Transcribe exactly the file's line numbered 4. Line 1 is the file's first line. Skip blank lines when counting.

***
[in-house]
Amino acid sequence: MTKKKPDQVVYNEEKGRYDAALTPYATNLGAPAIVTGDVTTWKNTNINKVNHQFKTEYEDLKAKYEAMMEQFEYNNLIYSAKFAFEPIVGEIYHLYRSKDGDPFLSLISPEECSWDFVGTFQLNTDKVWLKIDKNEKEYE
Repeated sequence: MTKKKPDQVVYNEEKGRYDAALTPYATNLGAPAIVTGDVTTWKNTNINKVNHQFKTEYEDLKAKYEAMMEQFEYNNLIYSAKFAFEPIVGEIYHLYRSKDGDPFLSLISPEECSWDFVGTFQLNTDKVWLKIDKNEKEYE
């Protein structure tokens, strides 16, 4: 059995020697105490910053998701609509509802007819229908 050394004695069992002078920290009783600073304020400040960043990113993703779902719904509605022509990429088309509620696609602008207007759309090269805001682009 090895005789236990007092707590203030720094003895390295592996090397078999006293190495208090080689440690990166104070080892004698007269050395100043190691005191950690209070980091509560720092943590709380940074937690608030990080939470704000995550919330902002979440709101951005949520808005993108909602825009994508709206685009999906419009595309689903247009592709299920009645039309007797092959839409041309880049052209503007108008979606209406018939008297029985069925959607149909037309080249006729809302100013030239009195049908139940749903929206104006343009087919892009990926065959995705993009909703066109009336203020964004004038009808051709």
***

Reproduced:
């Protein structure tokens, strides 16, 4: 059995020697105490910053998701609509509802007819229908 050394004695069992002078920290009783600073304020400040960043990113993703779902719904509605022509990429088309509620696609602008207007759309090269805001682009 090895005789236990007092707590203030720094003895390295592996090397078999006293190495208090080689440690990166104070080892004698007269050395100043190691005191950690209070980091509560720092943590709380940074937690608030990080939470704000995550919330902002979440709101951005949520808005993108909602825009994508709206685009999906419009595309689903247009592709299920009645039309007797092959839409041309880049052209503007108008979606209406018939008297029985069925959607149909037309080249006729809302100013030239009195049908139940749903929206104006343009087919892009990926065959995705993009909703066109009336203020964004004038009808051709």